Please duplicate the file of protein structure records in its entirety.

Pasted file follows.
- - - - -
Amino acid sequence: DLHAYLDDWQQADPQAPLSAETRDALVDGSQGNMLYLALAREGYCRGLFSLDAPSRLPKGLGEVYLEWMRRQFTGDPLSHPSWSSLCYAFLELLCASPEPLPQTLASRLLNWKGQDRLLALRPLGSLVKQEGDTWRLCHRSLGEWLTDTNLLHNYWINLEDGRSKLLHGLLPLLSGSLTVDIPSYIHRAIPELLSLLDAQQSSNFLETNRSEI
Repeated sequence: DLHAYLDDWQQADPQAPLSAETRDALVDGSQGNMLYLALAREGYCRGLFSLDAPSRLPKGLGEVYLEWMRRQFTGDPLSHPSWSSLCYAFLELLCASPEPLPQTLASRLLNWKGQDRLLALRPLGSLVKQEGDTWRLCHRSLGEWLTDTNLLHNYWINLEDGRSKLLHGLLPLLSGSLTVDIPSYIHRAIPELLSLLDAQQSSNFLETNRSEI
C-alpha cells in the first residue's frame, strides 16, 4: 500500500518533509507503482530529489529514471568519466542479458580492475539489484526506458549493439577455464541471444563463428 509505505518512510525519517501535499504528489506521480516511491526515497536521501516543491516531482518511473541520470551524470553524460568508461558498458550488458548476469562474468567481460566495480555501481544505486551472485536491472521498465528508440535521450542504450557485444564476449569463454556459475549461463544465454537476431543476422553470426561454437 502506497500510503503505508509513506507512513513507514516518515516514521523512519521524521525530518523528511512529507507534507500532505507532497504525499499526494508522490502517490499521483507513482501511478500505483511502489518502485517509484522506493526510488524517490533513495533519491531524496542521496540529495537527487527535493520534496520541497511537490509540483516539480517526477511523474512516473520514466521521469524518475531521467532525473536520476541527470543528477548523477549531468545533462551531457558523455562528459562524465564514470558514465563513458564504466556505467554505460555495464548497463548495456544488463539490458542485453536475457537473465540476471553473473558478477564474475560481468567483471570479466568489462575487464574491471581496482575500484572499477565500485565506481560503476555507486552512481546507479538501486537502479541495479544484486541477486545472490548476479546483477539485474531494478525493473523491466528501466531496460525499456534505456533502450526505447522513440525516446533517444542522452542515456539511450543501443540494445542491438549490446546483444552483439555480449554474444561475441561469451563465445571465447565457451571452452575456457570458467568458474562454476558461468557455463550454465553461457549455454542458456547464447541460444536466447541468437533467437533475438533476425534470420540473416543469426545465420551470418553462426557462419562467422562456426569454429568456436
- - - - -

Amino acid sequence: DLHAYLDDWQQADPQAPLSAETRDALVDGSQGNMLYLALAREGYCRGLFSLDAPSRLPKGLGEVYLEWMRRQFTGDPLSHPSWSSLCYAFLELLCASPEPLPQTLASRLLNWKGQDRLLALRPLGSLVKQEGDTWRLCHRSLGEWLTDTNLLHNYWINLEDGRSKLLHGLLPLLSGSLTVDIPSYIHRAIPELLSLLDAQQSSNFLETNRSEI
Repeated sequence: DLHAYLDDWQQADPQAPLSAETRDALVDGSQGNMLYLALAREGYCRGLFSLDAPSRLPKGLGEVYLEWMRRQFTGDPLSHPSWSSLCYAFLELLCASPEPLPQTLASRLLNWKGQDRLLALRPLGSLVKQEGDTWRLCHRSLGEWLTDTNLLHNYWINLEDGRSKLLHGLLPLLSGSLTVDIPSYIHRAIPELLSLLDAQQSSNFLETNRSEI
C-alpha cells in the first residue's frame, strides 16, 4: 500500500518533509507503482530529489529514471568519466542479458580492475539489484526506458549493439577455464541471444563463428 509505505518512510525519517501535499504528489506521480516511491526515497536521501516543491516531482518511473541520470551524470553524460568508461558498458550488458548476469562474468567481460566495480555501481544505486551472485536491472521498465528508440535521450542504450557485444564476449569463454556459475549461463544465454537476431543476422553470426561454437 502506497500510503503505508509513506507512513513507514516518515516514521523512519521524521525530518523528511512529507507534507500532505507532497504525499499526494508522490502517490499521483507513482501511478500505483511502489518502485517509484522506493526510488524517490533513495533519491531524496542521496540529495537527487527535493520534496520541497511537490509540483516539480517526477511523474512516473520514466521521469524518475531521467532525473536520476541527470543528477548523477549531468545533462551531457558523455562528459562524465564514470558514465563513458564504466556505467554505460555495464548497463548495456544488463539490458542485453536475457537473465540476471553473473558478477564474475560481468567483471570479466568489462575487464574491471581496482575500484572499477565500485565506481560503476555507486552512481546507479538501486537502479541495479544484486541477486545472490548476479546483477539485474531494478525493473523491466528501466531496460525499456534505456533502450526505447522513440525516446533517444542522452542515456539511450543501443540494445542491438549490446546483444552483439555480449554474444561475441561469451563465445571465447565457451571452452575456457570458467568458474562454476558461468557455463550454465553461457549455454542458456547464447541460444536466447541468437533467437533475438533476425534470420540473416543469426545465420551470418553462426557462419562467422562456426569454429568456436